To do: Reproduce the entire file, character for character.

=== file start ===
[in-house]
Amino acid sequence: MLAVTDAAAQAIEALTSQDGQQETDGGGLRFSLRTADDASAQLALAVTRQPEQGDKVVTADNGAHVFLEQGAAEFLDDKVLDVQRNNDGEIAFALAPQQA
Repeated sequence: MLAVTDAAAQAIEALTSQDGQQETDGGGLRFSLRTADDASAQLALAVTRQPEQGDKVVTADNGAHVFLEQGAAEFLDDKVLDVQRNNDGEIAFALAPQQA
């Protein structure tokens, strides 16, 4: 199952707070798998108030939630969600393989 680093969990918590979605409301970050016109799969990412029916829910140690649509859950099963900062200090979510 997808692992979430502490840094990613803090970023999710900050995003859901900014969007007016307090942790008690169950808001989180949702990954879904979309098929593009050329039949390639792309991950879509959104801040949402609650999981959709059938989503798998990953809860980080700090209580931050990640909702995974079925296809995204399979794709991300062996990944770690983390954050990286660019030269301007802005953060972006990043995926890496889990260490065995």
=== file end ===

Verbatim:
[in-house]
Amino acid sequence: MLAVTDAAAQAIEALTSQDGQQETDGGGLRFSLRTADDASAQLALAVTRQPEQGDKVVTADNGAHVFLEQGAAEFLDDKVLDVQRNNDGEIAFALAPQQA
Repeated sequence: MLAVTDAAAQAIEALTSQDGQQETDGGGLRFSLRTADDASAQLALAVTRQPEQGDKVVTADNGAHVFLEQGAAEFLDDKVLDVQRNNDGEIAFALAPQQA
């Protein structure tokens, strides 16, 4: 199952707070798998108030939630969600393989 680093969990918590979605409301970050016109799969990412029916829910140690649509859950099963900062200090979510 997808692992979430502490840094990613803090970023999710900050995003859901900014969007007016307090942790008690169950808001989180949702990954879904979309098929593009050329039949390639792309991950879509959104801040949402609650999981959709059938989503798998990953809860980080700090209580931050990640909702995974079925296809995204399979794709991300062996990944770690983390954050990286660019030269301007802005953060972006990043995926890496889990260490065995």